We all encounter seasons in life when we struggle – with the loss of a loved one, with failure, with mental health struggles, with difficult relationships, and so on. In those moments, our friends come alongside us and give us words of encouragement and hope, and their presence reminds us we aren’t going through this alone.
In our success, our friends rejoice with us. As people grow in friendship, they grow in knowing how best to support one another. In the early phases of a friendship, a person may not show up for you the way you’d want, and those are growing pains you work through as you figure one another out.
Those phases are something you grow past as you communicate your needs to one another and develop a mutual understanding, so if you find yourself standing alone in your moments of mourning or joy, which raises questions about your friend.
5. Their friendship is conditional.
“A true friend loves at all times,” as Proverbs 17:17 says. Toxic friends make their friendship conditional, and those conditions are usually one-sided. Friends may agree on a lot of things, but as two separate people, there will also be things about which you’ll disagree. The friendship bond can be strengthened by those healthy disagreements and by simply doing life together.
With unhealthy or toxic friendships, however, acquiescence is the name of the game, and having individual opinions challenges the relationship. In some other toxic friendships, you may be part of the club, but only if you continue playing a certain role, like those friends who invite you to things when they just want you to pick up the check, while they spend time together with their real friends apart from you.
6. They drag you down with them.
Not all friendships are beneficial for you. Some friendships may not have most of the characteristics listed above – there’s a real meeting of the minds, you get along, and you are equals in the relationship – but it may still be a toxic relationship. “Like a surgeon, friends cut you in order to heal you,” says Tim Keller.Good friends want to challenge you to grow, and their words, if they cut you, are meant for your good. Bad friends, however, don’t mind dragging you down with them, to pull you into habits that don’t promote your wholeness. As St Paul wrote, “Do not be deceived: Bad companions corrupt good morals.”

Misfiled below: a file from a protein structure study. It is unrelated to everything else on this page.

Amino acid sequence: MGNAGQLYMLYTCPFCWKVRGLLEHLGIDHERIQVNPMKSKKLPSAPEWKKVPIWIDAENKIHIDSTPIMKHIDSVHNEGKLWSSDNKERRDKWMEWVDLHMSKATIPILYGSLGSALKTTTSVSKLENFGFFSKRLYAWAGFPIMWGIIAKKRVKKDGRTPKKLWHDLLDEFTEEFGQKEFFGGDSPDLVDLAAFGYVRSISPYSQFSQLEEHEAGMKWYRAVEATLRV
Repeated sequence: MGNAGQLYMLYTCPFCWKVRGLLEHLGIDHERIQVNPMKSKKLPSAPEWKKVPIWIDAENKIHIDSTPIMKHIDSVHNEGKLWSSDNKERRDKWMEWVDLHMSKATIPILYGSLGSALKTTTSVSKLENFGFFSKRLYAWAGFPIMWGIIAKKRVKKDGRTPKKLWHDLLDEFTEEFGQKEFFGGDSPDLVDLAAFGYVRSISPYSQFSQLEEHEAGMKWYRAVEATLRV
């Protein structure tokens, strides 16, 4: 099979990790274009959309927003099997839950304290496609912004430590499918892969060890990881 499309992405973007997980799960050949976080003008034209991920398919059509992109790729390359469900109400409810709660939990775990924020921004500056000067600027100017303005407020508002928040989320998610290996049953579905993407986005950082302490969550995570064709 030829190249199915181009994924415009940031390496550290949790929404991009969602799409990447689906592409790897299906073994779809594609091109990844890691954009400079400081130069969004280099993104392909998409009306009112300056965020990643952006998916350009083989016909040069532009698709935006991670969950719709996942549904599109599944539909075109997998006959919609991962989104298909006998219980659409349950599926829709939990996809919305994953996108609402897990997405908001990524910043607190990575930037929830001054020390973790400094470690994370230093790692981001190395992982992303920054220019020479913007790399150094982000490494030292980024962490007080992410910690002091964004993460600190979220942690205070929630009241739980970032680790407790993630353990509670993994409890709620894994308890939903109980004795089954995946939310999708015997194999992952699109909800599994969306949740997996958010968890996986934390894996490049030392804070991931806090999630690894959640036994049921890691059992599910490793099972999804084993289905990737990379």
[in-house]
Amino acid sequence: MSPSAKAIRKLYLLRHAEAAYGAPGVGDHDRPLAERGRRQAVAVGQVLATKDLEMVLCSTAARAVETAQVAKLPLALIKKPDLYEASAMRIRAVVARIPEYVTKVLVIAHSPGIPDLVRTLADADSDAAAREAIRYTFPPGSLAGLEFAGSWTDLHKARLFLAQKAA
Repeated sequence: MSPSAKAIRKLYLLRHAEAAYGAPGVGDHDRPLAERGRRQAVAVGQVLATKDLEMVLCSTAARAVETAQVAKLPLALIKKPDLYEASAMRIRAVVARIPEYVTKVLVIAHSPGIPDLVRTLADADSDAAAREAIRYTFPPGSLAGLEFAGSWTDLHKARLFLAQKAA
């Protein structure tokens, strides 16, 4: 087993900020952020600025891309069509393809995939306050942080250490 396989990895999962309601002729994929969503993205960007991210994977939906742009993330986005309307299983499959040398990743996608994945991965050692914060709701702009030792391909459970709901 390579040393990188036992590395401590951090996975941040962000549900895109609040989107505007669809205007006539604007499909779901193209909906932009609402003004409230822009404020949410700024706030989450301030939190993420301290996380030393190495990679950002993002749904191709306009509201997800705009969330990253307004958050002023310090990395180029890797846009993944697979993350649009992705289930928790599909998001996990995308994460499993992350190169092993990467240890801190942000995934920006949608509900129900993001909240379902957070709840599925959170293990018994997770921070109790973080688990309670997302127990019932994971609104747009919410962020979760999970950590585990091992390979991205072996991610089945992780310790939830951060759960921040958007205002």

If a friend wants you to join them in their drug habit, or who encourages you to skip out on work responsibilities, or spur you on to cheat on your spouse, or to engage in anything else that will negatively affect your life, relationships, or obligations, that’s not a good friend. You may like them, they may make you feel valued, but such a friendship isn’t allowing you to grow and deal with your reality.
7. They want you to be someone you’re not.
We spoke earlier about a good friend challenging you to be the best version of yourself. Your friend may accept you as you are now, but they also want you to be better than you are and to fulfill your full potential. This is different from a friend who doesn’t accept you as you are, warts and all.
When someone wants you to become truer to who you are in Christ it allows you to develop your strengths and overcome your weaknesses. That differs from a person who is on a mission to change you to fit their personal preferences, even if that means dumbing down your strengths and exaggerating your weaknesses.
They may have a vision of you that they want to bring about, and it may not be true to who you were created to be. A true friend accepts you as you are but challenges you to be better; a toxic friend challenges you to become someone else, and only then will they accept you.
“Smile”, Courtesy of Bewakoof.com Official, Unsplash.com, CC0 License; “Helping Hand”, Courtesy of Annie Spratt, Unsplash.com, CC0 License; “Iron Sharpens Iron”, Courtesy of Anthony Shkraba, Pexels.com, CC0 License; “Quarrel”, Courtesy of RF._.studio, Pexels.com, CC0 License